* * * * *

Huang had drawn the evening watch, a dark shadow on the look-out platform where his sable fur rendered him almost invisible. Tall and intimidating in looks, Huang’s temperament was anything but, and he was happy to describe the signal that had alerted them that morning as “a stream of light” that had arched out over the peaks. “A spell of some sort, I’d wager,” Huang told him. “Outland magic, mark my word. Is it true the one they brought back is as bald as a Jinyu?”

“Skin, not scales,” Ren corrected, to Huang’s ears-back amazement. He hastily described the need to get a message out and Huang huffed and swung himself down from the look-out perch to go get his mate.

Reng-Yu emerged from the hut several minutes later, yawning. The hawkmaster was as thin and grumpy as Huang was large and amiable, the mates like mirror opposites of each other. “Terrible time for it,” he growled, and left Ren at the stone paved entrance to the hut as he dug out quill and ink and the tiny slips of parchment a hawk could carry, returning to thrust the lot into Ren’s hands. “Lorewalker business, though, none of mine. My girls will get through, but don’t be expecting a reply any time soon.”

Ren thanked him hastily, quickly jotting the pertinent points of information in his smallest script. ~Emperor’s Reach - battle, human Alliance, Sha presence confirmed. Shado-Pan alerted. Broken bell.~ He underscored the last in emphasis and rolled the little scrap of parchment up tight. “To go to Lorewalker Cho, in the Seat of Knowledge,” he told Reng-Yu, bowing low.

The hawkmaster grumbled but took the message and let Ren follow him out to the small mews built into the rocks. One hawk looked much like any other to Ren’s eye, but Reng-Yu deftly plucked one hooded and sleepy bird from her perch, slipping the rolled message into the holder attached to the hawk’s leg. “She’s the only one that will fly at night,” he told Ren gruffly, “and a quarter of the watch later I would have told you to go hang, Lorewalker or no.”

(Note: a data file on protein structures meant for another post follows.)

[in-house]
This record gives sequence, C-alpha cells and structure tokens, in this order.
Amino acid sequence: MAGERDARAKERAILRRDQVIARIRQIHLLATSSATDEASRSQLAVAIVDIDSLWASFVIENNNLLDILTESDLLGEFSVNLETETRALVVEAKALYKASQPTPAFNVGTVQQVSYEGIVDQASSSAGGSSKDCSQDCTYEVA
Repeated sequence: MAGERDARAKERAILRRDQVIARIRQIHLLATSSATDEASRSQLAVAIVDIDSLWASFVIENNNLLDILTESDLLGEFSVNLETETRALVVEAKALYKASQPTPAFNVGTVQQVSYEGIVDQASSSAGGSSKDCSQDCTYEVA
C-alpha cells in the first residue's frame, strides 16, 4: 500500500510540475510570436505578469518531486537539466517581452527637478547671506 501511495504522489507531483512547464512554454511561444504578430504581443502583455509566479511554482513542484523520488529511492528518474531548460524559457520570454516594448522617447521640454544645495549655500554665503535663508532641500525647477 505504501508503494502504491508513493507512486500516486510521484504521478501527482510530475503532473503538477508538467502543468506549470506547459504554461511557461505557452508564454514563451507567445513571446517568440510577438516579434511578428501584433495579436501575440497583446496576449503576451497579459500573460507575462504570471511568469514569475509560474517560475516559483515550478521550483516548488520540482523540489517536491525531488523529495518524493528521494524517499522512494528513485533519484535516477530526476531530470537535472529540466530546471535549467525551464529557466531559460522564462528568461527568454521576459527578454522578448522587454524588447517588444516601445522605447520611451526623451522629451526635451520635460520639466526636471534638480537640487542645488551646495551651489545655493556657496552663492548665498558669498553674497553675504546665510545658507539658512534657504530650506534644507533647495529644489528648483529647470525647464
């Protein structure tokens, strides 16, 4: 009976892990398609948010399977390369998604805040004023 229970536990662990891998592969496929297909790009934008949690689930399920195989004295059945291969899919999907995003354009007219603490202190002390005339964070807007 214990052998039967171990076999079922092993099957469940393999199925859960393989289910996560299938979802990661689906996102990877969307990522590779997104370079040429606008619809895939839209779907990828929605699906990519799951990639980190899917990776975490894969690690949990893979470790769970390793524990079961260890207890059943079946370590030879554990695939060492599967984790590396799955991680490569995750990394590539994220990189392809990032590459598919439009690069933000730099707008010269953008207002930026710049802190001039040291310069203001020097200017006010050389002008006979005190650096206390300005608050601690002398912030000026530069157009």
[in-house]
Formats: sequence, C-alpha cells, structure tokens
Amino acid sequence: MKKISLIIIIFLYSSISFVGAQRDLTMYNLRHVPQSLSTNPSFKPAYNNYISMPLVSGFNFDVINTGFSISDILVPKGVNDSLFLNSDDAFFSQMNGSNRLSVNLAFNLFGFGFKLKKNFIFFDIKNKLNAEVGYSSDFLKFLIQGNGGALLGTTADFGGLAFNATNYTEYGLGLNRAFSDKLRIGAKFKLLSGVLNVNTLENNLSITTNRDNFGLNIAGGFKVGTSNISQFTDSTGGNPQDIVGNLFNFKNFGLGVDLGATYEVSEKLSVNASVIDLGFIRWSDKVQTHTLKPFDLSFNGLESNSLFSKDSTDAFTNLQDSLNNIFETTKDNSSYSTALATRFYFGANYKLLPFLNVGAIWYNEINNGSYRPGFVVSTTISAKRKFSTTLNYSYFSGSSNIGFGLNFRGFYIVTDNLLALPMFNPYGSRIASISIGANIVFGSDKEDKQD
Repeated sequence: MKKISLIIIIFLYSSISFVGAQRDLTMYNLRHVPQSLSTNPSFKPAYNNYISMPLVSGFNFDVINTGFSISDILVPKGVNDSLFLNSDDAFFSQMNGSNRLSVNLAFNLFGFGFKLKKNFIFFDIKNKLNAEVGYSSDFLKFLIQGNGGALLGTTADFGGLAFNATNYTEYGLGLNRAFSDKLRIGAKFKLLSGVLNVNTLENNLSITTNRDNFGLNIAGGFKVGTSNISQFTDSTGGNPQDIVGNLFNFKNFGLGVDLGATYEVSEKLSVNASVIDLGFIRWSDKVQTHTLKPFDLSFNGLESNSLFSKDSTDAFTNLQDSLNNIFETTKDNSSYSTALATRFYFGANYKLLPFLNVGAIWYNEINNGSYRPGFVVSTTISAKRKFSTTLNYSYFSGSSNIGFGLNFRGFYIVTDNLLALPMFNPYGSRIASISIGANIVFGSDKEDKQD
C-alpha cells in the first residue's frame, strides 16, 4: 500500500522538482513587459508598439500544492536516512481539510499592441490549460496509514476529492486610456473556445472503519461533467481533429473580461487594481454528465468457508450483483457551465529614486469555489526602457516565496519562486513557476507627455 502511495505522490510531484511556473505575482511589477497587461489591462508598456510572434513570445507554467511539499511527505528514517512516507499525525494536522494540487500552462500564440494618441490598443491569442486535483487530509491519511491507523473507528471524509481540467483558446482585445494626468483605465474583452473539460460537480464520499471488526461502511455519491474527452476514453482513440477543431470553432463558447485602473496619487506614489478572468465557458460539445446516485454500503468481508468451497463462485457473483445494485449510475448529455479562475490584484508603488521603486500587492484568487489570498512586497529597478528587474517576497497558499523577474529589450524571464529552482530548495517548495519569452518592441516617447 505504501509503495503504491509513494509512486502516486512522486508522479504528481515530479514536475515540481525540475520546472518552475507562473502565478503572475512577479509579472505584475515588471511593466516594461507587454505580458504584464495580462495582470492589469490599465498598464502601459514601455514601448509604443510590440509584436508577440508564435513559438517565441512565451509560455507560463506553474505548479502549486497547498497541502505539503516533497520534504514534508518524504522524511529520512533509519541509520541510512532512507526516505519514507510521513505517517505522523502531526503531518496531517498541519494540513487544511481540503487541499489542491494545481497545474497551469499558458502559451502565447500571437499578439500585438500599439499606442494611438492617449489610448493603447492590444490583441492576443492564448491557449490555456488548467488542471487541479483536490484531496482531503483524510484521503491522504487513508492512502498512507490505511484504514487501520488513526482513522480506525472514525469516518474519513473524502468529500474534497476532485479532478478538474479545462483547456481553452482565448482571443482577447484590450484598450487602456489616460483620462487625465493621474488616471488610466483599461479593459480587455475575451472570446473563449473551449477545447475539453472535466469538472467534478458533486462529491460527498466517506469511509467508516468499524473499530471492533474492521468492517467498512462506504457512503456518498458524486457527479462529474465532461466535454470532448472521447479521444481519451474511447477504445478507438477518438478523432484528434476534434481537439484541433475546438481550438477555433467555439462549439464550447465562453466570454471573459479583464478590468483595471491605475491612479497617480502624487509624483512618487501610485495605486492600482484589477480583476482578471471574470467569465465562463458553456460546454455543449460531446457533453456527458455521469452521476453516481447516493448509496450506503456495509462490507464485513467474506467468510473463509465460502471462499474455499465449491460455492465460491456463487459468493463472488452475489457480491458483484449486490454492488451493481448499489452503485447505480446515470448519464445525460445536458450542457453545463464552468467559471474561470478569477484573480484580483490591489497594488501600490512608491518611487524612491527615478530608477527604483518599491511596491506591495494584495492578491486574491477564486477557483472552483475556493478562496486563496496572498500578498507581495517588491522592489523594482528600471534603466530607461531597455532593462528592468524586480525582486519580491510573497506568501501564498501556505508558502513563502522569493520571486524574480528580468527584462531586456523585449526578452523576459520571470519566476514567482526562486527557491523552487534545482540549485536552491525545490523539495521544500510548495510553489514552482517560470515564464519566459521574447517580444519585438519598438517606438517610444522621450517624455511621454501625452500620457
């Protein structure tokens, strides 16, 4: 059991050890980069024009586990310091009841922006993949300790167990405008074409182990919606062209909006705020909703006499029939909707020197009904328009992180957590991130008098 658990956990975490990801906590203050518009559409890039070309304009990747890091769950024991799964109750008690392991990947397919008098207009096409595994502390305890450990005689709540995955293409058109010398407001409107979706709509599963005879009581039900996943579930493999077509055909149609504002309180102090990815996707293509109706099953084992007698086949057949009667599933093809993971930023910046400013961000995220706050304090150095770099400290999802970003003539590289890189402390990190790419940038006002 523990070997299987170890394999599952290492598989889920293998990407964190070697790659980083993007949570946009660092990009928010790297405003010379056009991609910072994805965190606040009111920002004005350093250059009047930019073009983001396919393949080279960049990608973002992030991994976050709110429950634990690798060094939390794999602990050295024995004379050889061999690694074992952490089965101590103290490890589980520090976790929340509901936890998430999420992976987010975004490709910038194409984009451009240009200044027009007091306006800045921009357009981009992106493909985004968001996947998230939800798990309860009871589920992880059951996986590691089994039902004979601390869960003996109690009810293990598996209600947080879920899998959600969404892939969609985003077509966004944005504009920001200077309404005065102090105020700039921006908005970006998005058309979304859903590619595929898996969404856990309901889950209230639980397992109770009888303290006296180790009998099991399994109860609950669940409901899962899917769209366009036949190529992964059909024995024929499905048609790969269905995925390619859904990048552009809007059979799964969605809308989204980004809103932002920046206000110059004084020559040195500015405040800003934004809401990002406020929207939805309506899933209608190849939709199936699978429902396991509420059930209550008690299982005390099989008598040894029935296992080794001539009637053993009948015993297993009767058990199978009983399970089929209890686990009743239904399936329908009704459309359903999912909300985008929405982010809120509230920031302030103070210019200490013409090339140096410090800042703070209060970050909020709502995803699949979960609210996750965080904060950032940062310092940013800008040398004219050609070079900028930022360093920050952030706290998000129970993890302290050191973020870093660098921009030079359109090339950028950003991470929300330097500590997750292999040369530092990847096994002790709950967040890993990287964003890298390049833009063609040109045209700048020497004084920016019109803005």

“Snow,” Ren agreed, just as though he could read the signs. Reng-Yu snorted, waking the hawk with a gentle touch and untying her hood and leather ties as he stepped back outside. Whatever he whispered to the bird was not for Ren’s ears, or for any Pandaren, but the hawk gave a cry when Reng-Yu tossed her into the air, her wings snapping open as she soared upwards.

“At least you know you’re being a damned fool,” the hawkmaster growled. “Ping-yin will get your note through, though, don’t worry - the storm’s coming from the northwest, she’ll race it south and be in the lowlands by tomorrow.”

Ren bowed again, thanking the other male. It would, he hoped, be enough - if it was the Divine Bell, the Lorewalker elders at the Seat would know what to do about it. The wind had picked up, the cold now a sharp snap that hurried his steps down the path, and Ren shook himself all over as he ducked back into the healing tent, his fur fluffed against the chill.

Mei Fan was waiting for him, alone. “I sent them to bed,” she said, handing Ren a bowl of thick stew, the hard grains of the mountains cooked in yak milk and butter with fatty bits of meat and root vegetables floated in the mix. It wasn’t elaborate eating, by any means, but it was warm and filling and Ren took it gratefully, wrapping his hands around the stoneware bowl. “I can wake Feng if his lungs start filling again, but Jun needs some rest.”

“Do you think you’ll need to?” Ren asked, taking a seat near the fire.

“If he was Pandaren, no,” the healer replied promptly, with a disgruntled sniff. “They’ve done the best they can, but it’s not as though we know his race well.” She turned her eyes on Ren, who paused in mid bite and then hastily took another, mistrusting the look in Mei Fan’s calculating gaze. “So… what temperature should he run at? His breathing - too fast? Too slow? How quickly do their hearts beat?”

Ren grimaced to himself, swallowing to clear his mouth, and using the excuse of the food to give himself time as he wracked his memory for answers gleaned from overheard scraps of Alliance field healers. He wasn’t a healer himself but whoever the Alliance man was, whatever had happened on the terrace, he still deserved the best honest attempt to save him that they could offer - that was the Pandaren way, and the unspoken oath that all in the Kun-Lai peaks lived by. Ren, outsider though he might be, could do no less.